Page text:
If you’ve been using Microsoft Whiteboard, then you will know there’s more to the application than meets the eye. Here are some features, tips, and tricks to help convert you from a Microsoft Whiteboard novice to a Whiteboard master.
Change the Background Color and Pattern
A clean blank whiteboard can be a tempting place to draw whatever you want, but, like a blank piece of paper, it can also be a bit intimidating.
Whiteboard lets you change the background color to something more soothing to the eye than bright white, and also add in geometric patterns so you can position your work in exactly the right place.
To change the background, open the Whiteboard application and then click the three-line “Settings” menu button in the top right.
In the menu that opens, select “Format Background.”
Click a color to change the background from white to something else.
To add a geometric pattern, select one of the visible patterns or hover over them to see direction arrows that let you scroll through additional patterns.
We’ve gone for a retina-pleasing charcoal with the “Hybrid” design in the following example.
To return to the default whiteboard, go back into Settings > Format Background and change the settings to White and Solid.
Move the Toolbar to the Side
Now that your whiteboard has the background you want, move the toolbar to where you want it. The bottom of the screen isn’t always the easiest place to get to, and if you have your Windows taskbar set to automatically hide, it’s annoying having it pop up every time you want to change your Whiteboard tool.
Let’s move the toolbar to the side. Start by clicking the “Settings” button in the top right.
In the menu that opens, select “Toolbar Location.”
Select the location for the toolbar by clicking one of the three location options: Left, Right, or Bottom.
We’ve chosen for the Left option, so it’s out of the way but easy to access.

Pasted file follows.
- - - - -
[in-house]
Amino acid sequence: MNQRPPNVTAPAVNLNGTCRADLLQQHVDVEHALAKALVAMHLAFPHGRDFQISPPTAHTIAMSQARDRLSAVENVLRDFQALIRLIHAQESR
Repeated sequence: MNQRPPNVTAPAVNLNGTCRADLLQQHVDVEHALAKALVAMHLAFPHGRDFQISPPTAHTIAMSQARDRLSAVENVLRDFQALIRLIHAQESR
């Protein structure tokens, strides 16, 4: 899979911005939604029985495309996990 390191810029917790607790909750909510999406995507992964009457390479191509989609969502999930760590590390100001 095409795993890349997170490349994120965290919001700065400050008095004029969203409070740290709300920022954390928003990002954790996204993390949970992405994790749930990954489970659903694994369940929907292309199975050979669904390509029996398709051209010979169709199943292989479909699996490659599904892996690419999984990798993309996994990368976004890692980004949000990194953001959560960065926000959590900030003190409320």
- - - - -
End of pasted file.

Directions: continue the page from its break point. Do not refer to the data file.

Turn on Ink To Shape
People with artistic talents might be able to draw straight lines and circles at will, but most of us struggle with this. Whiteboard can automatically turn your rough attempts into precise shapes if you turn on “Ink To Shape.”
To do this, click the “Settings” button in the top right.
In the menu that opens, select the “Ink To Shape” toggle button to turn on the feature.
Now, when you draw a shape, Whiteboard will turn it into something a little more precise.
If you don’t want your squiggly lines to be replaced with a precise shape, press the CTRL+Z keys or the “Undo” button on the toolbar to revert to your original drawing.
Ink To Shape currently works for squares, rectangles, triangles, circles, hexagons, pentagons, and parallelograms.
Lock Images in Place
Once you’ve added an image to your Whiteboard, you can lock it in place so that it doesn’t get moved around. This is really useful for reference images, or where you want the image to remain central to the board no matter what you move around it.
Add your image to the board and then resize and position it how you want. From there, right-click the image, and in the context menu, select “Lock To Background.”
This will prevent the image from being moved or resized. To unlock the image, right-click it again, and in the context menu, select “Unlock From Background.”
Export the Whiteboard as an Image
In the good old days, when we worked in offices with real whiteboards, you could capture what’s on a whiteboard by taking a photo with your phone. The modern equivalent is to export your board as a picture, which is great for adding to a Wiki, project plan, or documentation.
To do capture your whiteboard, click the three-line “Settings” button in the top right.
In the menu that opens, select “Export.”
Click on one of the available options to choose either a PNG or SVG file.
The standard file save dialogue will open. Choose a location to save to, a name for the whiteboard, and then save the image. The photo of the board will be saved in the format you’ve chosen.
Clear the Canvas
Sometimes, what you put on the whiteboard just isn’t right. Rather than using the eraser tool to manually remove things, you can nuke everything and start again.
Right-click anywhere on the board, select the three-dots on the “Context” menu and then choose the “Clear Canvas” button.
Your board will be cleared of all content. A small but nice touch is that any background formatting will stay, so you won’t have to redo that before getting on with adding things to your board.
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